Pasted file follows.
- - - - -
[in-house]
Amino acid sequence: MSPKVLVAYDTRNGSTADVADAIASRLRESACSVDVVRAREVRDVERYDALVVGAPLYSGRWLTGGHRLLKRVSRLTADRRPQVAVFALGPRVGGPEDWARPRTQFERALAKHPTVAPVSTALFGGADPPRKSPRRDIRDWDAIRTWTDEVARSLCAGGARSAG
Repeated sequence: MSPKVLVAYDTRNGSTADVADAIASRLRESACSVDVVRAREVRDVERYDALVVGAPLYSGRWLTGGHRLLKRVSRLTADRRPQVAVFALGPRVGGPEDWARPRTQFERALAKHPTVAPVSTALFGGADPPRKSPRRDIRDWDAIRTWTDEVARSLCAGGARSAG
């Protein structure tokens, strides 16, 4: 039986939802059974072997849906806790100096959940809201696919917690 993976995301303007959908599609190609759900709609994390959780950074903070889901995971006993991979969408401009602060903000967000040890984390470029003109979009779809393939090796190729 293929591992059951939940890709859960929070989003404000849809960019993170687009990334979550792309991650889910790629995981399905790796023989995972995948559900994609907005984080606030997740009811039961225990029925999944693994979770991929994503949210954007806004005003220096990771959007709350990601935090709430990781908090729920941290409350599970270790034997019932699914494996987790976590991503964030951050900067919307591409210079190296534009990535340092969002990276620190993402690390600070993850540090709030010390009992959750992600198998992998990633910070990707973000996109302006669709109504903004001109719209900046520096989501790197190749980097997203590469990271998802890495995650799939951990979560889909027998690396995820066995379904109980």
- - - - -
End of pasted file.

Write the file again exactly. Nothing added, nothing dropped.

[in-house]
Amino acid sequence: MSPKVLVAYDTRNGSTADVADAIASRLRESACSVDVVRAREVRDVERYDALVVGAPLYSGRWLTGGHRLLKRVSRLTADRRPQVAVFALGPRVGGPEDWARPRTQFERALAKHPTVAPVSTALFGGADPPRKSPRRDIRDWDAIRTWTDEVARSLCAGGARSAG
Repeated sequence: MSPKVLVAYDTRNGSTADVADAIASRLRESACSVDVVRAREVRDVERYDALVVGAPLYSGRWLTGGHRLLKRVSRLTADRRPQVAVFALGPRVGGPEDWARPRTQFERALAKHPTVAPVSTALFGGADPPRKSPRRDIRDWDAIRTWTDEVARSLCAGGARSAG
């Protein structure tokens, strides 16, 4: 039986939802059974072997849906806790100096959940809201696919917690 993976995301303007959908599609190609759900709609994390959780950074903070889901995971006993991979969408401009602060903000967000040890984390470029003109979009779809393939090796190729 293929591992059951939940890709859960929070989003404000849809960019993170687009990334979550792309991650889910790629995981399905790796023989995972995948559900994609907005984080606030997740009811039961225990029925999944693994979770991929994503949210954007806004005003220096990771959007709350990601935090709430990781908090729920941290409350599970270790034997019932699914494996987790976590991503964030951050900067919307591409210079190296534009990535340092969002990276620190993402690390600070993850540090709030010390009992959750992600198998992998990633910070990707973000996109302006669709109504903004001109719209900046520096989501790197190749980097997203590469990271998802890495995650799939951990979560889909027998690396995820066995379904109980």